Although country icon Willie Nelson’s guitar and face were worn from many years on the road, he proved his talent and tunes stand the test of time.
Eighty-four-year-old Nelson played with special guest Kacey Musgraves at Northern Quest in Airway Heights on Tuesday night.
Country queen Musgraves’s 45-minute performance and youthful spirit were integral elements of the show. Her easygoing and fun personality shone like the glitter on her microphone stand.
Obviously, most of the fans came for Nelson – except for one who repeatedly shouted, “Kacey,” during her set – but Musgraves’s smooth-as-butter voice and skillful guitar playing kept them engaged as they waited. She executed vocal runs with ease.
It was clear that the singer-songwriter connected with her songs’ stories about her hometown, love and loss. She also played unique covers that surpassed the original tracks’ quality, including “Mama’s Broken Heart” by Miranda Lambert and a feminine, Southern spin on “Crazy” by Gnarls Barkley. I have heard many musicians cover Barkley’s song but none have impressed me quite like Musgraves.
Before Musgraves exited the stage, she paid tribute to country legend Glen Campbell, who died Tuesday, with a performance of his hit “Rhinestone Cowboy.” A complete gamut of human emotion was on display: nostalgia, sorrow and celebration.
A deafening roar filled the outdoor space when Nelson appeared donning his signature long, gray braids. I immediately realized that not many musicians – young or old – can play a guitar as skillfully as the legend. Musgraves said that he “might be bigger than Jesus” in her home state of Texas, and the way his fingers flew across the frets and strings suggested divine inspiration. Nelson’s “little” sister Bobbie – who’s actually two years older – also showcased her dazzling piano skills, which equaled her brother’s knack for playing the guitar.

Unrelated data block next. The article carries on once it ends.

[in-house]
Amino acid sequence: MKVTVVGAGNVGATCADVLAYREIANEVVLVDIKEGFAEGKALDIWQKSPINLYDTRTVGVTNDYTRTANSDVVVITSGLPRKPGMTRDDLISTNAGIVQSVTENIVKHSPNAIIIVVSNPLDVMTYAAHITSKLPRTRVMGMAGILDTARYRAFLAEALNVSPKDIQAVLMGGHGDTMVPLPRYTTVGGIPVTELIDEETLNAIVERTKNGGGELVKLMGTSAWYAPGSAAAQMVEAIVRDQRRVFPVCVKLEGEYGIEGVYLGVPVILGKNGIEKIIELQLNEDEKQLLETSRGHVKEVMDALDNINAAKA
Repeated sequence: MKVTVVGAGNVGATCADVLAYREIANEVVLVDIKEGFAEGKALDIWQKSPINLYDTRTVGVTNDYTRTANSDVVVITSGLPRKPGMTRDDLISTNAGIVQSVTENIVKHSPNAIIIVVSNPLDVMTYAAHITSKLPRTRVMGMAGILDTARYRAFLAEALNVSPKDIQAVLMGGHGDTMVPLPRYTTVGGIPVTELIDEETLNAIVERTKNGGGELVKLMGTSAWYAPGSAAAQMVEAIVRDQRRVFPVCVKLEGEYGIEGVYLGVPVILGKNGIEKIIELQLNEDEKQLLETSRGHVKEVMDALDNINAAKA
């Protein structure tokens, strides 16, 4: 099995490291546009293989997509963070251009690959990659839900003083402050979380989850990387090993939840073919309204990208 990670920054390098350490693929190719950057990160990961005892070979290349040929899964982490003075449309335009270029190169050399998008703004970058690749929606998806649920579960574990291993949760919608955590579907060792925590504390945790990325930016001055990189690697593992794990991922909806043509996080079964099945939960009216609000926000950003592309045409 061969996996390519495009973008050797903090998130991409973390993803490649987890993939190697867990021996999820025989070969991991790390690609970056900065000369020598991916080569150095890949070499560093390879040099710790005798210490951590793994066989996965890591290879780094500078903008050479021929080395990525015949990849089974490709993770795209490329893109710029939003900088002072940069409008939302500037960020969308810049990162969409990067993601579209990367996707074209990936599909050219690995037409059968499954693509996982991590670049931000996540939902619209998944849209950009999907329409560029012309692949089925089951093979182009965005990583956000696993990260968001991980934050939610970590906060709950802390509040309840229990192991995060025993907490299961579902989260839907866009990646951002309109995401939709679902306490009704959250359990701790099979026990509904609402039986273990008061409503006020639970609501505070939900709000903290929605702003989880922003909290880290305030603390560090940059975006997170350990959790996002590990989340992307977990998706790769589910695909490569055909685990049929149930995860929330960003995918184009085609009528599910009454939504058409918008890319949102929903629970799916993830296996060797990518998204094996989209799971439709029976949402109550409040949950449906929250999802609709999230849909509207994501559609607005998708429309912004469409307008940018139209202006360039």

Every time Nelson transitioned to a new song, a hush fell over the crowd. After more than 50 years of making music, his nasally baritone continues to mesmerize an audience.
When Nelson sang the 1981 track “Angel Flying Too Close to the Ground,” you could hear a pin drop apart from the occasional cheer. The spectators were basking in the nostalgia while listening to the song. Soon after, he sang “On the Road Again” and his grin echoed the song’s sentiments: Nelson was clearly happy to be performing.
Despite his age, Nelson could sing in his higher register and the audience gladly filled in when he could not. The most memorable performance of the night was “Always on My Mind,” which elicited a standing ovation from a large chunk of the audience. His expertly executed guitar riffs and haunting vocals proved worthy of praise and quite a few tears that sneaked down my cheeks.
Throughout the night, Nelson paid tribute to late country stars, including Waylon Jennings, Merle Haggard and Hank Williams. He played his and Jennings’s song “Mammas, Don’t Let Your Babies Grow Up to Be Cowboys,” Haggard’s “It’s All Going to Pot” and Williams’s “Hey, Good Lookin’.”
But a tribute to his duet partner and friend Campbell was noticeably absent. Perhaps the wound was too fresh. Regardless, I think Campbell would have been proud of another legend’s continued efforts to spread joy through music.